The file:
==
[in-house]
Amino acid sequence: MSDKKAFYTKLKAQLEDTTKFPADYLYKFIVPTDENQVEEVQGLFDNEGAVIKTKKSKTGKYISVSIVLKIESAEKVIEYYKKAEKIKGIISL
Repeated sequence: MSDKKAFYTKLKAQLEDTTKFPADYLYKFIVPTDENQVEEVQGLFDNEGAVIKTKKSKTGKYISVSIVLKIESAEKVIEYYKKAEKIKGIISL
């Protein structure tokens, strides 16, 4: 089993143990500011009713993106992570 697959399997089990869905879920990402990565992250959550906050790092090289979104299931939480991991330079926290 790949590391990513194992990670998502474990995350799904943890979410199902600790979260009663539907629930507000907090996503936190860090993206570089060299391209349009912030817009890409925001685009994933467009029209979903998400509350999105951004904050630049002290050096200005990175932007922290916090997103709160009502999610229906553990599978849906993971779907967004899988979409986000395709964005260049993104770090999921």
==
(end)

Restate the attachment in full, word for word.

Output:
[in-house]
Amino acid sequence: MSDKKAFYTKLKAQLEDTTKFPADYLYKFIVPTDENQVEEVQGLFDNEGAVIKTKKSKTGKYISVSIVLKIESAEKVIEYYKKAEKIKGIISL
Repeated sequence: MSDKKAFYTKLKAQLEDTTKFPADYLYKFIVPTDENQVEEVQGLFDNEGAVIKTKKSKTGKYISVSIVLKIESAEKVIEYYKKAEKIKGIISL
């Protein structure tokens, strides 16, 4: 089993143990500011009713993106992570 697959399997089990869905879920990402990565992250959550906050790092090289979104299931939480991991330079926290 790949590391990513194992990670998502474990995350799904943890979410199902600790979260009663539907629930507000907090996503936190860090993206570089060299391209349009912030817009890409925001685009994933467009029209979903998400509350999105951004904050630049002290050096200005990175932007922290916090997103709160009502999610229906553990599978849906993971779907967004899988979409986000395709964005260049993104770090999921």